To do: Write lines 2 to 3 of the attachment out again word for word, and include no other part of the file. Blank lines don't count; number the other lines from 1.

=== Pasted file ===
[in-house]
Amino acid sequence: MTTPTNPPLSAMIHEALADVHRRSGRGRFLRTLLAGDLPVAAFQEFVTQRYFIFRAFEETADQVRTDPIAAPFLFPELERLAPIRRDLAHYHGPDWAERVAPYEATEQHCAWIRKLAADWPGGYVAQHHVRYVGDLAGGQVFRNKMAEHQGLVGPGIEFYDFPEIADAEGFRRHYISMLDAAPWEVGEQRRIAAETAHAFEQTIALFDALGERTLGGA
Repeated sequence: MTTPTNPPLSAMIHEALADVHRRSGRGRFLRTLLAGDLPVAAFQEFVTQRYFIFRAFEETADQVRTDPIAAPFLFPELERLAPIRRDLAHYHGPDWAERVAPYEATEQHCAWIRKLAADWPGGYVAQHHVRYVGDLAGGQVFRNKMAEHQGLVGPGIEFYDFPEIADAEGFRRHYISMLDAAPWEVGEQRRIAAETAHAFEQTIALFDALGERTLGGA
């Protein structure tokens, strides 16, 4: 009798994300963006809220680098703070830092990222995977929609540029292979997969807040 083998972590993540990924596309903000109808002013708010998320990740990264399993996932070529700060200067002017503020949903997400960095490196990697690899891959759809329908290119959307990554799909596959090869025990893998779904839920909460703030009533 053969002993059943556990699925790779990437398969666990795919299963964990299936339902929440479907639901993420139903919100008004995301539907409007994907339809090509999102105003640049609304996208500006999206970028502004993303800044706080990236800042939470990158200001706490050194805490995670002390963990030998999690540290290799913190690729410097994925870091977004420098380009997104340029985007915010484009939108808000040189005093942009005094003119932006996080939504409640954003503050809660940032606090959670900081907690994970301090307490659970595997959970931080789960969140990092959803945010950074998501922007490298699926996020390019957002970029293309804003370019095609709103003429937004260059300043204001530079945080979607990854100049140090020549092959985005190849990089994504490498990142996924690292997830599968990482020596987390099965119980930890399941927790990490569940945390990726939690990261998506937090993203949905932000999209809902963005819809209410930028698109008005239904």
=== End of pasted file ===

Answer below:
Amino acid sequence: MTTPTNPPLSAMIHEALADVHRRSGRGRFLRTLLAGDLPVAAFQEFVTQRYFIFRAFEETADQVRTDPIAAPFLFPELERLAPIRRDLAHYHGPDWAERVAPYEATEQHCAWIRKLAADWPGGYVAQHHVRYVGDLAGGQVFRNKMAEHQGLVGPGIEFYDFPEIADAEGFRRHYISMLDAAPWEVGEQRRIAAETAHAFEQTIALFDALGERTLGGA
Repeated sequence: MTTPTNPPLSAMIHEALADVHRRSGRGRFLRTLLAGDLPVAAFQEFVTQRYFIFRAFEETADQVRTDPIAAPFLFPELERLAPIRRDLAHYHGPDWAERVAPYEATEQHCAWIRKLAADWPGGYVAQHHVRYVGDLAGGQVFRNKMAEHQGLVGPGIEFYDFPEIADAEGFRRHYISMLDAAPWEVGEQRRIAAETAHAFEQTIALFDALGERTLGGA